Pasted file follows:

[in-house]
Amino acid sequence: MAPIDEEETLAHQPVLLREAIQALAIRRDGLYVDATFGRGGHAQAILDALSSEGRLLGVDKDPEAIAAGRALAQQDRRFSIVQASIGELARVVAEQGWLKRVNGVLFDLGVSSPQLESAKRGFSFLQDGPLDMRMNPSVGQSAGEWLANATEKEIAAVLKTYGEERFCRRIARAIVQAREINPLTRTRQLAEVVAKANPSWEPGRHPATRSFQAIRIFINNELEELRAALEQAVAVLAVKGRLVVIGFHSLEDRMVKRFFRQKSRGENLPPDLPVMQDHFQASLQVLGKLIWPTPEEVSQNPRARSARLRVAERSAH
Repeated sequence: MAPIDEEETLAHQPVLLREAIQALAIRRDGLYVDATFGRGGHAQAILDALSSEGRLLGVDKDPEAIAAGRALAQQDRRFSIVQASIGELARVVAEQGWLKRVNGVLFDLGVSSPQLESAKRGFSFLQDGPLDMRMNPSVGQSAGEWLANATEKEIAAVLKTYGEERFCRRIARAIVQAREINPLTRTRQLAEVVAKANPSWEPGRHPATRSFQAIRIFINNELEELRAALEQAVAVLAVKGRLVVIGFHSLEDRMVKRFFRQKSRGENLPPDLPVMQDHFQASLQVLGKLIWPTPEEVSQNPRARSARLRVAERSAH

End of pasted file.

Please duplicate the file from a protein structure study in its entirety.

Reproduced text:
[in-house]
Amino acid sequence: MAPIDEEETLAHQPVLLREAIQALAIRRDGLYVDATFGRGGHAQAILDALSSEGRLLGVDKDPEAIAAGRALAQQDRRFSIVQASIGELARVVAEQGWLKRVNGVLFDLGVSSPQLESAKRGFSFLQDGPLDMRMNPSVGQSAGEWLANATEKEIAAVLKTYGEERFCRRIARAIVQAREINPLTRTRQLAEVVAKANPSWEPGRHPATRSFQAIRIFINNELEELRAALEQAVAVLAVKGRLVVIGFHSLEDRMVKRFFRQKSRGENLPPDLPVMQDHFQASLQVLGKLIWPTPEEVSQNPRARSARLRVAERSAH
Repeated sequence: MAPIDEEETLAHQPVLLREAIQALAIRRDGLYVDATFGRGGHAQAILDALSSEGRLLGVDKDPEAIAAGRALAQQDRRFSIVQASIGELARVVAEQGWLKRVNGVLFDLGVSSPQLESAKRGFSFLQDGPLDMRMNPSVGQSAGEWLANATEKEIAAVLKTYGEERFCRRIARAIVQAREINPLTRTRQLAEVVAKANPSWEPGRHPATRSFQAIRIFINNELEELRAALEQAVAVLAVKGRLVVIGFHSLEDRMVKRFFRQKSRGENLPPDLPVMQDHFQASLQVLGKLIWPTPEEVSQNPRARSARLRVAERSAH